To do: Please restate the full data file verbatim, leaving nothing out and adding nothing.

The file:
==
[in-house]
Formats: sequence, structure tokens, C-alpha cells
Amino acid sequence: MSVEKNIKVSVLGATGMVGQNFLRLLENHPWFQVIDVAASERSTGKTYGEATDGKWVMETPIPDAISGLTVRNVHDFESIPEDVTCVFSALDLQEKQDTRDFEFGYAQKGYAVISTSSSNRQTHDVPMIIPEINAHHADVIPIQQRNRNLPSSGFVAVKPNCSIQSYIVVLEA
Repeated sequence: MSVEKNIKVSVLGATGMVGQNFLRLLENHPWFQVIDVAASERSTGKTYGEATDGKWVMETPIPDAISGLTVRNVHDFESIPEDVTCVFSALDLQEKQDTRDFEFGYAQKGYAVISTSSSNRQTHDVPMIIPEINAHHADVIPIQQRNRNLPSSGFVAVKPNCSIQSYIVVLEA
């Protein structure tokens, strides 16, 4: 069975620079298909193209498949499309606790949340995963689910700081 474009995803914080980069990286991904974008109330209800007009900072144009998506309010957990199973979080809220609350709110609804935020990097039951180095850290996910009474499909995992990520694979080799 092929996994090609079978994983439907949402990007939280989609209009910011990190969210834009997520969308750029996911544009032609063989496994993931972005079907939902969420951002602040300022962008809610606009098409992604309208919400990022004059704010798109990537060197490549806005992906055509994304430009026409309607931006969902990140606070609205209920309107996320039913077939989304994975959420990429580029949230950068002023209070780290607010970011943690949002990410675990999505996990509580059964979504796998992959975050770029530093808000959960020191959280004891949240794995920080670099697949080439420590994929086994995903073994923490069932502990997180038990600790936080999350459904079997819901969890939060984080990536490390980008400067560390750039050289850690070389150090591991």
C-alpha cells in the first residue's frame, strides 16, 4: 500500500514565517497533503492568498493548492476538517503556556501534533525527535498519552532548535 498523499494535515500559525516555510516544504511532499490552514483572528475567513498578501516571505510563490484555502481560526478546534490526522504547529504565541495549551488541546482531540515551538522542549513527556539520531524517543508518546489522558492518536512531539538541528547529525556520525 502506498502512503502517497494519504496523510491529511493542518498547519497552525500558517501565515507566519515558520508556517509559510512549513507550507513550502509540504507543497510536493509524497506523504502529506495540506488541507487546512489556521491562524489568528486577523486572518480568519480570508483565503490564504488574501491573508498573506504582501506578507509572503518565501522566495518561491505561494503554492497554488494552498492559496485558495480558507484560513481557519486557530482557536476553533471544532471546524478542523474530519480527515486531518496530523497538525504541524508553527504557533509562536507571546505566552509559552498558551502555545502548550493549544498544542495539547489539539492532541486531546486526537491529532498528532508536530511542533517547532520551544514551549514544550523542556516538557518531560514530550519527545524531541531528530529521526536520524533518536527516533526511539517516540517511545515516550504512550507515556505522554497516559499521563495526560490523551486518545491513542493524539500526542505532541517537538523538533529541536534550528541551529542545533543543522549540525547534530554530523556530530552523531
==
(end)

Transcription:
[in-house]
Formats: sequence, structure tokens, C-alpha cells
Amino acid sequence: MSVEKNIKVSVLGATGMVGQNFLRLLENHPWFQVIDVAASERSTGKTYGEATDGKWVMETPIPDAISGLTVRNVHDFESIPEDVTCVFSALDLQEKQDTRDFEFGYAQKGYAVISTSSSNRQTHDVPMIIPEINAHHADVIPIQQRNRNLPSSGFVAVKPNCSIQSYIVVLEA
Repeated sequence: MSVEKNIKVSVLGATGMVGQNFLRLLENHPWFQVIDVAASERSTGKTYGEATDGKWVMETPIPDAISGLTVRNVHDFESIPEDVTCVFSALDLQEKQDTRDFEFGYAQKGYAVISTSSSNRQTHDVPMIIPEINAHHADVIPIQQRNRNLPSSGFVAVKPNCSIQSYIVVLEA
């Protein structure tokens, strides 16, 4: 069975620079298909193209498949499309606790949340995963689910700081 474009995803914080980069990286991904974008109330209800007009900072144009998506309010957990199973979080809220609350709110609804935020990097039951180095850290996910009474499909995992990520694979080799 092929996994090609079978994983439907949402990007939280989609209009910011990190969210834009997520969308750029996911544009032609063989496994993931972005079907939902969420951002602040300022962008809610606009098409992604309208919400990022004059704010798109990537060197490549806005992906055509994304430009026409309607931006969902990140606070609205209920309107996320039913077939989304994975959420990429580029949230950068002023209070780290607010970011943690949002990410675990999505996990509580059964979504796998992959975050770029530093808000959960020191959280004891949240794995920080670099697949080439420590994929086994995903073994923490069932502990997180038990600790936080999350459904079997819901969890939060984080990536490390980008400067560390750039050289850690070389150090591991």
C-alpha cells in the first residue's frame, strides 16, 4: 500500500514565517497533503492568498493548492476538517503556556501534533525527535498519552532548535 498523499494535515500559525516555510516544504511532499490552514483572528475567513498578501516571505510563490484555502481560526478546534490526522504547529504565541495549551488541546482531540515551538522542549513527556539520531524517543508518546489522558492518536512531539538541528547529525556520525 502506498502512503502517497494519504496523510491529511493542518498547519497552525500558517501565515507566519515558520508556517509559510512549513507550507513550502509540504507543497510536493509524497506523504502529506495540506488541507487546512489556521491562524489568528486577523486572518480568519480570508483565503490564504488574501491573508498573506504582501506578507509572503518565501522566495518561491505561494503554492497554488494552498492559496485558495480558507484560513481557519486557530482557536476553533471544532471546524478542523474530519480527515486531518496530523497538525504541524508553527504557533509562536507571546505566552509559552498558551502555545502548550493549544498544542495539547489539539492532541486531546486526537491529532498528532508536530511542533517547532520551544514551549514544550523542556516538557518531560514530550519527545524531541531528530529521526536520524533518536527516533526511539517516540517511545515516550504512550507515556505522554497516559499521563495526560490523551486518545491513542493524539500526542505532541517537538523538533529541536534550528541551529542545533543543522549540525547534530554530523556530530552523531